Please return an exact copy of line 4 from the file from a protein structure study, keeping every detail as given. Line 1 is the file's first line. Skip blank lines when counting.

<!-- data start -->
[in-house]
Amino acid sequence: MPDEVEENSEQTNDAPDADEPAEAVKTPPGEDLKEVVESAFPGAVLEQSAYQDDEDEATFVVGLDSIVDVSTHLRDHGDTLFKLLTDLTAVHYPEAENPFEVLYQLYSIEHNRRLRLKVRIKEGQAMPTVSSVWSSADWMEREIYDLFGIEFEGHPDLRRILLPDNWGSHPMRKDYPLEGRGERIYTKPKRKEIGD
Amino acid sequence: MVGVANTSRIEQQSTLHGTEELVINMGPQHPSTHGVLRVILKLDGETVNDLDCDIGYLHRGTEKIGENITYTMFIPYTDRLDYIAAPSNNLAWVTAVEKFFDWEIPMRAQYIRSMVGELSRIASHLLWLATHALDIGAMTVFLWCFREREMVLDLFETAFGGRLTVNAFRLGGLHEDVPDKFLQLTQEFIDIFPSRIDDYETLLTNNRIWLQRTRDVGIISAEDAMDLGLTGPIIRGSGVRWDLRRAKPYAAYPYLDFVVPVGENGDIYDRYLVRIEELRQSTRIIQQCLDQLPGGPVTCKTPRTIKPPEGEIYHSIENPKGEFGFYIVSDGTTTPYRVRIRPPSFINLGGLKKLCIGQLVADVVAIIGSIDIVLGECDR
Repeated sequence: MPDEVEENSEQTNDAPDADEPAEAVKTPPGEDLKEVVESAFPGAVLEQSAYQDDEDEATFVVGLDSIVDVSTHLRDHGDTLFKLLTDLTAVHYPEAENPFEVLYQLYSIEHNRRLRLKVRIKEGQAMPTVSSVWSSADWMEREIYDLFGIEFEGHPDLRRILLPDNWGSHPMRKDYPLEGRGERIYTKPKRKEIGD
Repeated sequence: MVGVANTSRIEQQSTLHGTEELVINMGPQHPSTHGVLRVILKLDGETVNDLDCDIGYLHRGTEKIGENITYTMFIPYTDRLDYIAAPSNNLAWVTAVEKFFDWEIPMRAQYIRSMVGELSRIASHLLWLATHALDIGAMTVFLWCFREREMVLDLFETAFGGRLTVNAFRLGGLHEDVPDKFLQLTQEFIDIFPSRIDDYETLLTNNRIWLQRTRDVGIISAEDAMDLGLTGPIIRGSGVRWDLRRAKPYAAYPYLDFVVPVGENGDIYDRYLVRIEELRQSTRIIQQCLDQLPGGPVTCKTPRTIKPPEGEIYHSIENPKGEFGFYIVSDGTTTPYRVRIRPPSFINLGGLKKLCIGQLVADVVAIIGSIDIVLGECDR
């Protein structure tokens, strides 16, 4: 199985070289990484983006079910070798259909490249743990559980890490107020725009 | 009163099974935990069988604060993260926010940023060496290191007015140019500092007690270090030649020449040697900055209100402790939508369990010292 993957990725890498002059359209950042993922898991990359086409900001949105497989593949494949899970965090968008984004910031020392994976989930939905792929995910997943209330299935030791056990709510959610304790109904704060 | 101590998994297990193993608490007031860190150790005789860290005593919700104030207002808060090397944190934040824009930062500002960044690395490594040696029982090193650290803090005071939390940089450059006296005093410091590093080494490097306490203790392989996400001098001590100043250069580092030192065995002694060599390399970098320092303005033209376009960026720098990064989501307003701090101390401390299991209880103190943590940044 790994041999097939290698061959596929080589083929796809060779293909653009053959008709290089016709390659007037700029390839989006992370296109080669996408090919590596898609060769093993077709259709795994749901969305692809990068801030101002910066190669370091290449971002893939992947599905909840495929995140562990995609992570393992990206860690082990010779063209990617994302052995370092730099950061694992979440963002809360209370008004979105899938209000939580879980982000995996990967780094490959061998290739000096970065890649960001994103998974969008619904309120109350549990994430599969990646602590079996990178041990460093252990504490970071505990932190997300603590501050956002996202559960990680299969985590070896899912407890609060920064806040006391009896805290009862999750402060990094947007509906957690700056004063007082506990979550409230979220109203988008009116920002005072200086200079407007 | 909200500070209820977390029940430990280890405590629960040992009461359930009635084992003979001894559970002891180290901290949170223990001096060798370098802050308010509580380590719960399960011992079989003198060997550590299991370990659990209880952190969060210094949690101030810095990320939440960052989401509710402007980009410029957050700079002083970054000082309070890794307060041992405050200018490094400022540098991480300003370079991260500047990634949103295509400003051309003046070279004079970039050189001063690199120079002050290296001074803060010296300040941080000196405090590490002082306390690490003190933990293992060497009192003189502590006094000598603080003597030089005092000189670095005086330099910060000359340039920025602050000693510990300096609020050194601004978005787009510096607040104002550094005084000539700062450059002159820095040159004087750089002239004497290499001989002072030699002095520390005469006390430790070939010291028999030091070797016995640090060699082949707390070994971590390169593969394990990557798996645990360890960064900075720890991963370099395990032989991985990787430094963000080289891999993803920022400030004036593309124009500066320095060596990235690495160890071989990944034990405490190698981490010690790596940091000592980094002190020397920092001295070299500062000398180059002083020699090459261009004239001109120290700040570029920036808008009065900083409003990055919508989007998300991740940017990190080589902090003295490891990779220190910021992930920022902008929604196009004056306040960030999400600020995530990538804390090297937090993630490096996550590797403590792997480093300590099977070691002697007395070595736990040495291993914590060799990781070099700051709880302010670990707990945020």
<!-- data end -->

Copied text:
Repeated sequence: MPDEVEENSEQTNDAPDADEPAEAVKTPPGEDLKEVVESAFPGAVLEQSAYQDDEDEATFVVGLDSIVDVSTHLRDHGDTLFKLLTDLTAVHYPEAENPFEVLYQLYSIEHNRRLRLKVRIKEGQAMPTVSSVWSSADWMEREIYDLFGIEFEGHPDLRRILLPDNWGSHPMRKDYPLEGRGERIYTKPKRKEIGD